Something that distinguishes us from a computer is the ability to "feel" and "sense" the surrounding world. What we are depends on how our exterior perceptions are reflected on our way of thinking.

If you doubt you would still be you, if you were to be loaded into a computer, just because it's motionless and unable to feel the surrounding world, just think on the poor people that are in deep coma and lost their memory.

Now, if your memories were to be loaded into those persons would you get several clones with your own mind? For me yes, they would the new hardware to run your memories.

However, if you talk about cloning from the egg it's completely different. My experience and knowledge can answer you - if I'm cloned, the whole/full person with my DNA will be completely different in the sense that it will be living in a different place and time, with different people, stimuli and so on.

The only way for you to be you is to be loaded into a machine or an "empty" body/brain. Forget cloning, for now that is just a myth nobody can prove me to be correct (unless you wipe your clones memory to replace it with your own - that would be possible but with the same ethical problems like if you would have a second child because you need body parts to cure the child you already have).

Just an example, why don't you inherit memories from your parents?

posted on Aug, 17 2009 @ 11:51 AM
At the present time, I'd say no... computers are not capable of having a conscience. I think we don't fully understand what consciousness is, and what it all applies to, but as a practical measure - it seems to me that the only evidence thus far for a consciousness comes from the animal kingdom. Even then, it's tough distinguishing which creatures are functionally conscious, and which are truly conscious as we think of it. Very very few critters have passed the tests we've developed. Namely the Crow, African Grey, Magpie, all Great Apes, Dolphins, Elephants, etc.

The division between avian and mammal cognitive functions is really intriguing - since, despite a brain development split over 300mya, there are some remarkable faculties we share in common, such as the linking of rhythm and movement - a trait which used to be considered purely human is now seen in Cockatoos and African Greys. I'm not sure if these are motifs or similar adaptations derived from a shared basal form, but I do know that we are apparently the most intelligent and cognitive species on Earth - largely due to our adaptation of the prefrontal cortex, which we use for planning, prediction, and preparation. This is what allows our stored memories to be cross referenced in relation to current sensory input so that we can determine actions based on understandings of other humans behaviors - as well as the behaviors of the physical world.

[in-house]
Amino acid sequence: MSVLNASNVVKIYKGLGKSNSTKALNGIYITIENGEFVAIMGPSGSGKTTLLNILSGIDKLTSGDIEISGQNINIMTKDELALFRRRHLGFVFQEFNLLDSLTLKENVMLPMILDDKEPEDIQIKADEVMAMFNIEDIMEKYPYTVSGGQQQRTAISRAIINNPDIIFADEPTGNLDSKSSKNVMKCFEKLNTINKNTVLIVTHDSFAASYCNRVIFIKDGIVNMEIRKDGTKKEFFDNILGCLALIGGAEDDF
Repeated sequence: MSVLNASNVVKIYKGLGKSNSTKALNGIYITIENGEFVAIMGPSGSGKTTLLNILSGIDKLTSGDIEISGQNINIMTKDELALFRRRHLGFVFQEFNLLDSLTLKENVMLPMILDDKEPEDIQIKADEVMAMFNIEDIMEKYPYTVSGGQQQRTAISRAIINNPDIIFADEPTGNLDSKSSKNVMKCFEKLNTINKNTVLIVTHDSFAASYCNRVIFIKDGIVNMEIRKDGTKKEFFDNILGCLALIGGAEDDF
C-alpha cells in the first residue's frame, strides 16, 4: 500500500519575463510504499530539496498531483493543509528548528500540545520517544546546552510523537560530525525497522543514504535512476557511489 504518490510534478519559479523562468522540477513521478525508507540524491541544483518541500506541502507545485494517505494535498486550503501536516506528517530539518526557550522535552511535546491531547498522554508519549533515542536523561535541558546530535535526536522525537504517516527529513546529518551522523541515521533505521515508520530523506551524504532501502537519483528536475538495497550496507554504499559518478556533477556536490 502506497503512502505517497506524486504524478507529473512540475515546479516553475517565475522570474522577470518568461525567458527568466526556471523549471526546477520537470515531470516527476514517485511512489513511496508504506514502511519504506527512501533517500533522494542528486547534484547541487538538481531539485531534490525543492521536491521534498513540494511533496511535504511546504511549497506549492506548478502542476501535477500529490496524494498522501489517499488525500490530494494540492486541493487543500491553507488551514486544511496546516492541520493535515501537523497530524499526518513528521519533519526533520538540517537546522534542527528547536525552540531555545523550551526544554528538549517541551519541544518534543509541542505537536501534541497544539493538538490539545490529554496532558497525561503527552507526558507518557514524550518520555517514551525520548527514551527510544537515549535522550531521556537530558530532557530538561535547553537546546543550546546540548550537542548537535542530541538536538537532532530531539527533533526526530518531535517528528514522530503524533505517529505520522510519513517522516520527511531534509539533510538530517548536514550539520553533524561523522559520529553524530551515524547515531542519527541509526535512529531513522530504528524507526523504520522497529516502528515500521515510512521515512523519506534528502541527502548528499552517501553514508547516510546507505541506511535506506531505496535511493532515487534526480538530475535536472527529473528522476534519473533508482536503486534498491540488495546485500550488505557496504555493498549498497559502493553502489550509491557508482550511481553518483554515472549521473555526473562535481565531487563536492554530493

As I read more and more into cognitive science, neuroscience, evolutionary psychology, etc - I really get the impression that consciousness is nothing more than an illusion emergent from our separate and inter-communicative brain regions. However, this emergent illusion of "I" is capable of imputing information back into the cognitive process, whereby changing it's behavior. (For instance, stressing yourself till you have a panic attack)

So it's really more of a dual-interface, the whole and the various components. And there's even more to it than that, as environment, culture, social stimuli, parentage, etc, also play a role in shaping not only our day to day, but our overall behaviors - changing who "WE" are over time.

That being said, I don't think we're anywhere close enough to having "AI" capable of matching or truly mimicking consciousness in a manner which we would inherently recognize. From all estimates I've heard from futurists and Singularity Proponents, the hardware is by far outstripping the capability of the software (AI) at a disappointing rate. Philosopher Dan Dennet suggests that this is probably because AI is impossible, being that as an emergent phenomena of a particular system, human consciousness is inherently unique to the brain.

However, this doesn't quite rule out AI. Merely, it puts AI off until we have computers capable of not just fully matching human intelligence and cognitive faculties, but until they're several powers of magnitude beyond that - and capable of full emulation.

Honestly, when we have a fuller understanding of our brain's cognitive functions and can emulate such a system (we already have working block diagrams and emulation of some brain regions), I see no reason why we could not emulate the brain and have, for all intents and purposes, true AI. I am dubious of the existence of the soul, but even if such an insubstantial thing is necessary - if a soul can rest between the synapse, why not between the transistor?